Twin brother, Tom and Bill, constantly fight over toys. For instance, Tom will argue it is his turn to play with a toy, while Bill argues it is his turn. Their parents frequently have to intervene in these disputes. Their mom has conceived an idea that might reduce these conflicts. In particular, every toy in the house would be "owned" by one of the boys. The owner would have complete authority over the use of the toy. The mom reasons that ownership would cut down on disputes. Any time there is an argument over a toy, the owner gets the final and immediate say. The boys' dad is concerned that this idea will prevent the boys from learning to "share." He envisions that under the new system, Tom will not allow Bill to play with his toys and Bill will not allow Tom to play with his toys. The old system forces them to figure out a way to share the toys.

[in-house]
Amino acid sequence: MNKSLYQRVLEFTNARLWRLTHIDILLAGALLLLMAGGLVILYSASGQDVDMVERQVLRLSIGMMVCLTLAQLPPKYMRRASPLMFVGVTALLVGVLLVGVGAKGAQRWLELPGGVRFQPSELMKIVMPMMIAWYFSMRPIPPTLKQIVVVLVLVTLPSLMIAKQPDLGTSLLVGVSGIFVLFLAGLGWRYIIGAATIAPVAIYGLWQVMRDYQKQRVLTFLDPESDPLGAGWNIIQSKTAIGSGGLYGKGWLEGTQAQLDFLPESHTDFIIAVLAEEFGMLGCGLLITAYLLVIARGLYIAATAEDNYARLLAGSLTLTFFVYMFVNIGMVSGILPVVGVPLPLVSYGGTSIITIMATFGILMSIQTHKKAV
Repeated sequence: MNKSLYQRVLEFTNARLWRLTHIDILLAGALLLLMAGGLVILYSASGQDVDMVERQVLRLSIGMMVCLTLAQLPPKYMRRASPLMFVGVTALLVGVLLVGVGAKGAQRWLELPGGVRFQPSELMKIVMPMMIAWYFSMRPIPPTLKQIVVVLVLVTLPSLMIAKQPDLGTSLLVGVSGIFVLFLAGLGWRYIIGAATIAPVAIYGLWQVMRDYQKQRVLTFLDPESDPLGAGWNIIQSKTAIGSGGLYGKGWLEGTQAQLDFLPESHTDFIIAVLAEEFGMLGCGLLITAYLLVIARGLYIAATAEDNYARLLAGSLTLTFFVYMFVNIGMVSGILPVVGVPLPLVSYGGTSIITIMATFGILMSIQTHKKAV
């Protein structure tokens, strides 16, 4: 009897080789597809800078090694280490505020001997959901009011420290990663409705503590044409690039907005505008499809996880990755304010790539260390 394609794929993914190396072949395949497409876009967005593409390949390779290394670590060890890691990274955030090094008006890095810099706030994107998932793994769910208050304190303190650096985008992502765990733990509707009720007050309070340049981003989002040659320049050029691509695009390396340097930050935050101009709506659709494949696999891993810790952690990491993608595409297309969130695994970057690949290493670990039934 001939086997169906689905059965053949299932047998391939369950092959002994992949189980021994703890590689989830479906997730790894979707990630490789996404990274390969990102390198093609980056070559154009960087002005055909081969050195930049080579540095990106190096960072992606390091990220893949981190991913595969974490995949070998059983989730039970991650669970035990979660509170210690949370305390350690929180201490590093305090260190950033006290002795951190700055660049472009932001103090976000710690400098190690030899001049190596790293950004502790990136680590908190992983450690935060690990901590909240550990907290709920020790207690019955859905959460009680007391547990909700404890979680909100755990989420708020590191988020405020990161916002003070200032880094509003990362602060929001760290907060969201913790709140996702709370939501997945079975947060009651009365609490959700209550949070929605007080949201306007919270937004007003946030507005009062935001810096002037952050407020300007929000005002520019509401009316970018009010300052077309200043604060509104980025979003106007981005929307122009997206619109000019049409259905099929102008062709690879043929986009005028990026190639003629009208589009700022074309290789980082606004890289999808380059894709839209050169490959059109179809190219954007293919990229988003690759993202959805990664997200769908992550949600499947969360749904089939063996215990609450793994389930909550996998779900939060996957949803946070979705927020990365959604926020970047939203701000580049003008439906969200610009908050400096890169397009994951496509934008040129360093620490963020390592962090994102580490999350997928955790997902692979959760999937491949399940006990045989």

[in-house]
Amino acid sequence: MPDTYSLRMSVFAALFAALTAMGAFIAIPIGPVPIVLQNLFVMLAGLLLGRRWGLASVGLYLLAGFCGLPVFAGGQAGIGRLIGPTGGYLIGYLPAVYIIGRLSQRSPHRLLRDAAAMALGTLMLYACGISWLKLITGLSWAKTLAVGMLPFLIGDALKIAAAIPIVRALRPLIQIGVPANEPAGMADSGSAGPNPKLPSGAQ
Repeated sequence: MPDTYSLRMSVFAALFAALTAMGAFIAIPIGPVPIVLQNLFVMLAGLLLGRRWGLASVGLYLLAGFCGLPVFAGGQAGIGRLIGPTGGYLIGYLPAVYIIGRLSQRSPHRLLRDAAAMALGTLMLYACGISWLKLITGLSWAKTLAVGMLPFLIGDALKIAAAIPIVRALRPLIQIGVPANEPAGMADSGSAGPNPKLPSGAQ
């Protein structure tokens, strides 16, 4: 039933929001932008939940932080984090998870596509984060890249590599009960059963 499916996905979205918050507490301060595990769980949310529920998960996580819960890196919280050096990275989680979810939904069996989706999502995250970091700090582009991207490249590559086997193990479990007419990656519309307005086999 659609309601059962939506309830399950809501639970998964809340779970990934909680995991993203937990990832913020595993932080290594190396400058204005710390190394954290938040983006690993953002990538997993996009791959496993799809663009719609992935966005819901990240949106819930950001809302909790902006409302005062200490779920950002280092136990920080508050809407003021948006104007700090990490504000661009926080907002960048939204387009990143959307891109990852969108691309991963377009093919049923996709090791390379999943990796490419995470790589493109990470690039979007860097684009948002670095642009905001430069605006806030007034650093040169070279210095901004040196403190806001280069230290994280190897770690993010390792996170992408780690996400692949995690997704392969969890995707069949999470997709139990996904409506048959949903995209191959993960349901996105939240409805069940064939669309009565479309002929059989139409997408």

Do you think that their dad's concerns are valid? Explain.© BrainMass Inc. brainmass.com February 24, 2021, 2:29 pm ad1c9bdddf
This is a very over-simplified example to discuss the differences between central planning and free markets (especially for one credit). Mother is an example of extreme (rapacious) free markets where the game is to accumulate as many toys as possible as a kind of zero-sum game with the other players in the market. At the end of the game, very successful players like Carnegie may or may ...
The differences between central planning and free markets are highlighted.